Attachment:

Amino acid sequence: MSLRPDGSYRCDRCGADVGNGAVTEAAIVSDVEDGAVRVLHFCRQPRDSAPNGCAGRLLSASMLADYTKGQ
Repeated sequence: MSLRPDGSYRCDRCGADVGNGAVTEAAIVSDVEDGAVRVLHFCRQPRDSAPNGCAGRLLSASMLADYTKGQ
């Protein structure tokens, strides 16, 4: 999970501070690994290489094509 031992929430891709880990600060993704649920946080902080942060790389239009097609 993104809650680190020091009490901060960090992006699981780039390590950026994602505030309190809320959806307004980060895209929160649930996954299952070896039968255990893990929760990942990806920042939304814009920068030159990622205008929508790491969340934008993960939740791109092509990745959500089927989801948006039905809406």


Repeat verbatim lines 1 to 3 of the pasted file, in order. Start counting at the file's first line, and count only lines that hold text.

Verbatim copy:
Amino acid sequence: MSLRPDGSYRCDRCGADVGNGAVTEAAIVSDVEDGAVRVLHFCRQPRDSAPNGCAGRLLSASMLADYTKGQ
Repeated sequence: MSLRPDGSYRCDRCGADVGNGAVTEAAIVSDVEDGAVRVLHFCRQPRDSAPNGCAGRLLSASMLADYTKGQ
């Protein structure tokens, strides 16, 4: 999970501070690994290489094509 031992929430891709880990600060993704649920946080902080942060790389239009097609 993104809650680190020091009490901060960090992006699981780039390590950026994602505030309190809320959806307004980060895209929160649930996954299952070896039968255990893990929760990942990806920042939304814009920068030159990622205008929508790491969340934008993960939740791109092509990745959500089927989801948006039905809406």